MM31A:
Microbial Genomics to Improve Predictive Understanding of Disturbance in the Global Ocean System I

Session ID#: 92944

Session Description:
Microorganisms represent a vast reservoir of metabolic potential and they mediate biogeochemical cycles in the global ocean. As such, they play a critical role in the response of marine ecosystems to perturbations, such as oil spills, catastrophic storms or climate change. Next generation sequencing, advanced bioinformatics tools, and the extensive application of genomics to marine microbiology have revolutionized our understanding of the structure and function of microbial communities in the world ocean. The Deepwater Horizon oil spill was the first large-scale environmental disaster where genomics techniques were applied to track the microbial response to perturbation.  This session seeks to synthesize scientific achievements in microbial genomics to present advanced understanding and improved practices for assessing disturbance and environmental change in the global ocean system. Synthesis will focus on experimental results and modeling, employing microbial genomics data collected in the field and laboratory.  Presentations of technical, conceptual, and/or bioinformatic advances that drive use of genomics data in marine microbiology and studies linking “genomics” or “metagenomics” based studies with biogeochemistry and oceanography data sets, are encouraged. Integrated studies are critical for improving strategies for elucidating responses to perturbation across a range of spatial and temporal scales.
Co-Sponsor(s):
  • CP - Coastal and Estuarine Processes
  • ME - Marine Ecology and Biodiversity
  • OB - Ocean Biology and Biogeochemistry
Primary Chair:  Joel E Kostka, Georgia Institute of Technology Main Campus, Atlanta, GA, United States
Co-chairs:  Samantha B Joye, University of Georgia, Department of Marine Sciences, Athens, GA, United States, Casey RJ Hubert, University of Calgary, Biological Sciences, Calgary, AB, Canada and Rita R Colwell, University of Maryland College Park, Centre for Bioinformatics and Computational Biology, College Park, MD, United States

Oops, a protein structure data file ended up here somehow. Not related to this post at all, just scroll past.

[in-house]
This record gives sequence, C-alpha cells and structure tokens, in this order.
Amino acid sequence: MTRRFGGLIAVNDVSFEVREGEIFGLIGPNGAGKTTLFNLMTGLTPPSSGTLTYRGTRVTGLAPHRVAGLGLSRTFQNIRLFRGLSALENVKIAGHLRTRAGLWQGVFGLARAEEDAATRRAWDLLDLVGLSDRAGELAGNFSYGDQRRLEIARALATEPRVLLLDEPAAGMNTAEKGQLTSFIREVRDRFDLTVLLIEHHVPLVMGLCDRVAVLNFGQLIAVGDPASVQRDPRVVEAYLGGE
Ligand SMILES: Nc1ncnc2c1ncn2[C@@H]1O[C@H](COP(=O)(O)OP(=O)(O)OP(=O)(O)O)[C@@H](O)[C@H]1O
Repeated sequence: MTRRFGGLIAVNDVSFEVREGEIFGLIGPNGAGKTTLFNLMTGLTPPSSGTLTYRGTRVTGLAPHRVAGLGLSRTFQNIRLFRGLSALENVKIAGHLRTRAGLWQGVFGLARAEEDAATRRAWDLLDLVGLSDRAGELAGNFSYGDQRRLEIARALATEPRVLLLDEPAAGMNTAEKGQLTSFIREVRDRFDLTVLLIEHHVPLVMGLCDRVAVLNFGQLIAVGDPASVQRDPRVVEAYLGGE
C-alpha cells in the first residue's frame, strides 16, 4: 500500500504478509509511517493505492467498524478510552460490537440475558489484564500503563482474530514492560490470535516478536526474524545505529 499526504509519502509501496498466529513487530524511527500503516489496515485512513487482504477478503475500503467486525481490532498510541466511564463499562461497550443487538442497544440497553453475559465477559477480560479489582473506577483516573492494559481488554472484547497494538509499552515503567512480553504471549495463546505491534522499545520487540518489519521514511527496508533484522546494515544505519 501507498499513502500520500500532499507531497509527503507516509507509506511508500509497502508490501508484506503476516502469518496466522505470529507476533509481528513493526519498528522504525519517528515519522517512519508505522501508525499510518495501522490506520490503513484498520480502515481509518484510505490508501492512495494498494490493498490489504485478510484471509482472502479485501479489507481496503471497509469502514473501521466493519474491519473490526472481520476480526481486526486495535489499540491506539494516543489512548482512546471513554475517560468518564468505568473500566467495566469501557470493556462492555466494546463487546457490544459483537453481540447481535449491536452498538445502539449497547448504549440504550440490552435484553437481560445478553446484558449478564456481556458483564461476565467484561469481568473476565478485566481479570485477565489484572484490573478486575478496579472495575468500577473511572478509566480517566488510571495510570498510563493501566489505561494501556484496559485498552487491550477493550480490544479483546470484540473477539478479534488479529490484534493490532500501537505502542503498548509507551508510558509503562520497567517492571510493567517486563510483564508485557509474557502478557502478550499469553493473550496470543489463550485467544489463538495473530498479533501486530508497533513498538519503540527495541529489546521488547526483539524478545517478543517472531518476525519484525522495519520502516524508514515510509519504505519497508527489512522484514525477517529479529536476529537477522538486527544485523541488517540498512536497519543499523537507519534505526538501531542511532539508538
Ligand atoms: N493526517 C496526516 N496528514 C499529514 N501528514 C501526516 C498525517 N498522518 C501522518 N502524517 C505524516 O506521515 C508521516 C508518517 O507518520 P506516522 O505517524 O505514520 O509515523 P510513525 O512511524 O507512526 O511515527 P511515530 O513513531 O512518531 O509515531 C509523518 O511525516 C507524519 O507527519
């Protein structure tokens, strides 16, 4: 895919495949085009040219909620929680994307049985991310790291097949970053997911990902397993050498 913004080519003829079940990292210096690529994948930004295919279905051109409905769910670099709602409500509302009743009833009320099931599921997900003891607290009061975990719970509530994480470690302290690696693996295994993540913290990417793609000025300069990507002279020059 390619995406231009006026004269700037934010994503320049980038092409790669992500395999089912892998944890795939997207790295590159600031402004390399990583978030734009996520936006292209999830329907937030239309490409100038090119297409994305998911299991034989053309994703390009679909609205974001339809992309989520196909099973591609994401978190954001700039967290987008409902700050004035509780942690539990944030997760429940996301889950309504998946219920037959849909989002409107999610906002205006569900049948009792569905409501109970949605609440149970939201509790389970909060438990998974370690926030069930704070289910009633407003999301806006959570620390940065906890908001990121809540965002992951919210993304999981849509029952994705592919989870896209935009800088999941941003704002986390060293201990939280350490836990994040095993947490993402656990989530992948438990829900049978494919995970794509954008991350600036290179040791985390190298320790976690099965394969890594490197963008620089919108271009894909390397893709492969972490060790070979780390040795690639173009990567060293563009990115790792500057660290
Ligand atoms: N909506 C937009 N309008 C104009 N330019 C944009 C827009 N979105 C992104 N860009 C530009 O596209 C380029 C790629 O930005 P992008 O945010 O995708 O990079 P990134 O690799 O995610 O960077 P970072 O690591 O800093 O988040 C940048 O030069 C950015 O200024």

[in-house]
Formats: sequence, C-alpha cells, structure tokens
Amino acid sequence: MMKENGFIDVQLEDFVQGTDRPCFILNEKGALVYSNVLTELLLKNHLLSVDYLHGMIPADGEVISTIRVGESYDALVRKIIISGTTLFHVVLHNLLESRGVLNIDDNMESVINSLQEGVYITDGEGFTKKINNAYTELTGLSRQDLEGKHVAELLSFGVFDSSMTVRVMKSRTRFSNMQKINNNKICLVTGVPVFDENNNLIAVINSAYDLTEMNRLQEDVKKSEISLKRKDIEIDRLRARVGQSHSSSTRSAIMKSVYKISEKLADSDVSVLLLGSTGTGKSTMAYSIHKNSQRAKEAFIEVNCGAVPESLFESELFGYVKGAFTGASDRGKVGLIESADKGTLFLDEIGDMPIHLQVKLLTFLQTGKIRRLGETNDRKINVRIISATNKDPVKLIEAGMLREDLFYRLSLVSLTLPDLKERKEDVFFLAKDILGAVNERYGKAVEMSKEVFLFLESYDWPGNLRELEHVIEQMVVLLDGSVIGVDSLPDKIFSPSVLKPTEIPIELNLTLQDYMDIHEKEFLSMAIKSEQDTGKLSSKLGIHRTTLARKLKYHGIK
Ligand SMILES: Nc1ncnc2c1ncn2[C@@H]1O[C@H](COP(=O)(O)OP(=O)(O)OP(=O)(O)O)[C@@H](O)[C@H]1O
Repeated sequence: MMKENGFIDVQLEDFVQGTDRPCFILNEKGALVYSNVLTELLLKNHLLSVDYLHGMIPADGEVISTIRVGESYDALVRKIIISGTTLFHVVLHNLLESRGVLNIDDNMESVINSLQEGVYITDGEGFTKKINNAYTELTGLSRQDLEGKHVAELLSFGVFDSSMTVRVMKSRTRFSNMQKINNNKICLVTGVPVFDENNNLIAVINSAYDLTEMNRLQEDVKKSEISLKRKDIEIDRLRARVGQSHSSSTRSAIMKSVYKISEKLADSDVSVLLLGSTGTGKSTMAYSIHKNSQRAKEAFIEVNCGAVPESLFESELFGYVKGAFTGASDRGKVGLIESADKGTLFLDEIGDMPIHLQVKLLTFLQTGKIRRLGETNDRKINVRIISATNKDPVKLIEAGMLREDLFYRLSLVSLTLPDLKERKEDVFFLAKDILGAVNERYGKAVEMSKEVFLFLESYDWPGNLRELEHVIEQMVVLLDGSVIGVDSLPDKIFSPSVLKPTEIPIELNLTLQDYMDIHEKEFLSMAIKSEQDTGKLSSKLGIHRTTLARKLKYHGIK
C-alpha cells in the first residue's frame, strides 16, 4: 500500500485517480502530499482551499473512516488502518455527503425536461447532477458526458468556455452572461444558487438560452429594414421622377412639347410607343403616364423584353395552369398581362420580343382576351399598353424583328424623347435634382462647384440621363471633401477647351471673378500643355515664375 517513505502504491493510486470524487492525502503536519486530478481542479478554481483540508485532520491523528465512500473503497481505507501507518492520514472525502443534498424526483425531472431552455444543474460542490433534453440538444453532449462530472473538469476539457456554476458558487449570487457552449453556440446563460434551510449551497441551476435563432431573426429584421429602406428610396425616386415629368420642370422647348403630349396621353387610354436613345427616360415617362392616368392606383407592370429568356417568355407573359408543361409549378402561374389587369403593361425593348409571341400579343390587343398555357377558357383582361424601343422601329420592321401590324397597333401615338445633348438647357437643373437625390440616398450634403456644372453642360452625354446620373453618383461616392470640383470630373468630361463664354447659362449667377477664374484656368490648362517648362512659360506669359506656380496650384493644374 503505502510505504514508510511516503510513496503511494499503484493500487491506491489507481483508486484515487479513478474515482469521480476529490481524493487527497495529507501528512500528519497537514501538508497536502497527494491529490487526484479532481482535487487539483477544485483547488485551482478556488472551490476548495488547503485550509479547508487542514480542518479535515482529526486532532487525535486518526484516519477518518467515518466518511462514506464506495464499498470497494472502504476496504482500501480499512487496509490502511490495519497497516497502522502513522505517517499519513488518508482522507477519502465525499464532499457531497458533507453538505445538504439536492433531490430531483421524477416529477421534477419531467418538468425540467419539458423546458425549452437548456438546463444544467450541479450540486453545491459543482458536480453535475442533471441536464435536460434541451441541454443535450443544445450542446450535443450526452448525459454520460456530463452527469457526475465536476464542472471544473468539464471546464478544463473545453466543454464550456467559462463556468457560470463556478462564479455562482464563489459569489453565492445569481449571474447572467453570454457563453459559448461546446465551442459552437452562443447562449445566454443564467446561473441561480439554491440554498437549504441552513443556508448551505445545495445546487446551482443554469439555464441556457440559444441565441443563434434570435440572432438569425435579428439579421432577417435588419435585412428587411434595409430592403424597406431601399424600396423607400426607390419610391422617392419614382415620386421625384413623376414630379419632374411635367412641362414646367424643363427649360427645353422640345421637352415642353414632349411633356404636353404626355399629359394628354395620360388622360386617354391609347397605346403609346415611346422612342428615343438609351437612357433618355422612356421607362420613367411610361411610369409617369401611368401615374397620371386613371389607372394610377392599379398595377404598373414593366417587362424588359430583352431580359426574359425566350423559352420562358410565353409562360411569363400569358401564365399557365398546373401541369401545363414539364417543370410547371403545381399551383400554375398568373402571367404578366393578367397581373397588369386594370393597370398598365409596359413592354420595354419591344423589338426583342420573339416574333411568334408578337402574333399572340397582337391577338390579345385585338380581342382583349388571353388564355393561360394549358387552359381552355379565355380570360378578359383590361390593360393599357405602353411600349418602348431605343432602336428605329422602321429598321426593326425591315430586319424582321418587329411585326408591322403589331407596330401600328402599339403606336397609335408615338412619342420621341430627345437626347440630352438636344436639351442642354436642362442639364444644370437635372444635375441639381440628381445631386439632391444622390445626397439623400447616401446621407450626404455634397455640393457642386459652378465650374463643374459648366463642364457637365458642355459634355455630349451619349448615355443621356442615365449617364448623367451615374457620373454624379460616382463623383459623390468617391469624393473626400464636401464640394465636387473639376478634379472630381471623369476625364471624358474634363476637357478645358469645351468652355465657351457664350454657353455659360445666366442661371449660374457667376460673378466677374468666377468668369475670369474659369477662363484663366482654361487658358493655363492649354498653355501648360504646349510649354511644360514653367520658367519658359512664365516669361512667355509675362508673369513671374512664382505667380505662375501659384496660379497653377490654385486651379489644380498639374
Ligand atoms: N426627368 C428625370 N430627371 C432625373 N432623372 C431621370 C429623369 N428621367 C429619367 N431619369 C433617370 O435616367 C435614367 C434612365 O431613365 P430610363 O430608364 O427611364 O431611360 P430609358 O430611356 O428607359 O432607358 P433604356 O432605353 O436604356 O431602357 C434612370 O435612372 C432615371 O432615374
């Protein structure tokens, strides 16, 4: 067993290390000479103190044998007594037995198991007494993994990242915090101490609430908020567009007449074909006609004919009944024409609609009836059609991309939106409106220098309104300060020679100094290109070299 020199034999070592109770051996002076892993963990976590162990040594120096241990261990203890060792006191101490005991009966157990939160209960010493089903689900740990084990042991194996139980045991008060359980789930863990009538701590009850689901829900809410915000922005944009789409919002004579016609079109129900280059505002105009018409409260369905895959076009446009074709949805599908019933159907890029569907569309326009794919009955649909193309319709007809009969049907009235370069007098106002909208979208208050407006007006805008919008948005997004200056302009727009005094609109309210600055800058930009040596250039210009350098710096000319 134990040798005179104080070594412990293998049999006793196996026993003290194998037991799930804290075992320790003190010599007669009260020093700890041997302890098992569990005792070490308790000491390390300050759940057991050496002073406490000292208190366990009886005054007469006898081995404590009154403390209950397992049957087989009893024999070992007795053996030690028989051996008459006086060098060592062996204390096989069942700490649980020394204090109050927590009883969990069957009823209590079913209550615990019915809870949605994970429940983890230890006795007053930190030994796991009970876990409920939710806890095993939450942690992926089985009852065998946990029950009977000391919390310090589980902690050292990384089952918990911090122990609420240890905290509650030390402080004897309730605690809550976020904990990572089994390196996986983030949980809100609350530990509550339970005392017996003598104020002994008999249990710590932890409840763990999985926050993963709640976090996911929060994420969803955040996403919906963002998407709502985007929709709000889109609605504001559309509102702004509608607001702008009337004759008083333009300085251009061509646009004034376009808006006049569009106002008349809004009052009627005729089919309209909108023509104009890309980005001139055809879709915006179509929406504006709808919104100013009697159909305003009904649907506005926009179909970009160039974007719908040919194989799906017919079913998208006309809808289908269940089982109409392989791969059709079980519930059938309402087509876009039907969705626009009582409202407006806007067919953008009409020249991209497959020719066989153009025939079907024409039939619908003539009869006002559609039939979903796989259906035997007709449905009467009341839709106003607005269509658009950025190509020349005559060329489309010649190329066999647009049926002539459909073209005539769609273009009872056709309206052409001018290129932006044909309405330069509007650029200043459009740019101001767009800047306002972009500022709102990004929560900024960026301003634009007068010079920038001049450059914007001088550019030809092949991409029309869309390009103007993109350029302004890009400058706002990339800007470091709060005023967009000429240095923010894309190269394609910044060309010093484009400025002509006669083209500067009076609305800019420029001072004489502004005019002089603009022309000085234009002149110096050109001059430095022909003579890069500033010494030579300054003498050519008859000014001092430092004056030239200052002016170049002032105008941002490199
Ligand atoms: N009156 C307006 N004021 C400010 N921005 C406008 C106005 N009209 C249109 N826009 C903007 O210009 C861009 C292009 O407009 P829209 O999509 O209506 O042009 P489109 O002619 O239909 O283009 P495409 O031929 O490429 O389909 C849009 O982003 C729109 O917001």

Primary Liaison:  Joel E Kostka, Do Not Wish to Give out, Atlanta, GA, United States

Abstracts Submitted to this Session:

The Crude-Oil Microbiome Webserver: An Interactive, Searchable (Meta-)Genome Repository That Expands The Catalogued Diversity Of Crude-Oil-Associated Microbes (655770)
Smruthi Karthikeyan1, Luis M Rodriguez-R2, Patrick Heritier-Robbins2, Markus H Huettel3, Joel E Kostka4 and Konstantinos Konstantinidis4, (1)Georgia Institute of Technology Main Campus, School of Civil and Environmental Engineering, Atlanta, GA, United States, (2)Georgia Institute of Technology, School of Civil and Environmental Engineering, Atlanta, United States, (3)Florida St Univ, Department of Earth, Ocean and Atmospheric Sciences, Tallahassee, FL, United States, (4)Georgia Institute of Technology Main Campus, Atlanta, GA, United States
Comparative genomics of isolates obtained during the Deepwater Horizon Disaster - metabolic plasticity and nutrient acquisition. (653549)
Rachael Karns1, Tony Gutierrez2 and Samantha B Joye1, (1)University of Georgia, Department of Marine Sciences, Athens, GA, United States, (2)Heriot-Watt University, United Kingdom
Comparison of microbial growth and community structure in response to different crude oils with varying photoreactivity (643784)
Wade H Jeffrey1, Melissa Ederington-Hagy2, Lisa Nigro2, Arianna L Simmering3 and Erika L Headrick3, (1)University of West Florida, Department of Biology, Pensacola, FL, United States, (2)University of West Florida, Center for Environmental Diagnostics and Bioremediation, Pensacola, FL, United States, (3)University of West Florida, Center for Environmental Diagnostics & Bioremediation, Pensacola, FL, United States
Comparative metaproteomics to assess environmental changes: The combined effects of oil, sunlight and dispersant on marine microbial communities (650230)
Sabine Matallana Surget1, Lisa Nigro2, Lisa Waidner2, Johannes Werner3, Philippe Lebaron4 and Wade H Jeffrey2, (1)University of Stirling, Division of Biological and Environmental Sciences, Stirling, United Kingdom, (2)University of West Florida, Center for Environmental Diagnostics and Bioremediation, Pensacola, FL, United States, (3)Leibniz-Institute for Baltic Sea Research, Germany, (4)Sorbonne University, France
Sampling After the Storm: Combining Phytoplankton Imagery, Genomics and Physical Data to Assess Community Structure After a Hurricane (653357)
Darren Henrichs, Texas A&M University, Oceanography, College Station, TX, United States, Chetan C Gaonkar, Texas A&M University College Station, Oceanography, College Station, TX, United States and Lisa Campbell, Texas A & M University, Oceanopgraphy, College Station, TX, United States
Prokaryote Community and Physicochemical Shifts due to Storm Induced Terrestrial Runoff in Subtropical Coastal Ecosystems (645109)
Angela Ares1, Margaret Mars Brisbin1, Kirk Sato2,3, Juan Pablo Martin Diaz1, Yoshiteru Iinuma4 and Satoshi Mitarai5, (1)OIST Okinawa Institute of Science and Technology, Marine Biophysics Unit, Onna, Japan, (2)OIST Okinawa Institute of Science and Technology, Marine Biophysics Unit, Tancha, Japan, (3)University of Washington, Friday Harbor Laboratory, United States, (4)OIST Okinawa Institute of Science and Technology, Instrumental Analysis Section, Onna, Japan, (5)OIST Okinawa Institute of Science and Technology, Marine Biophysics Unit, Onna-son, Japan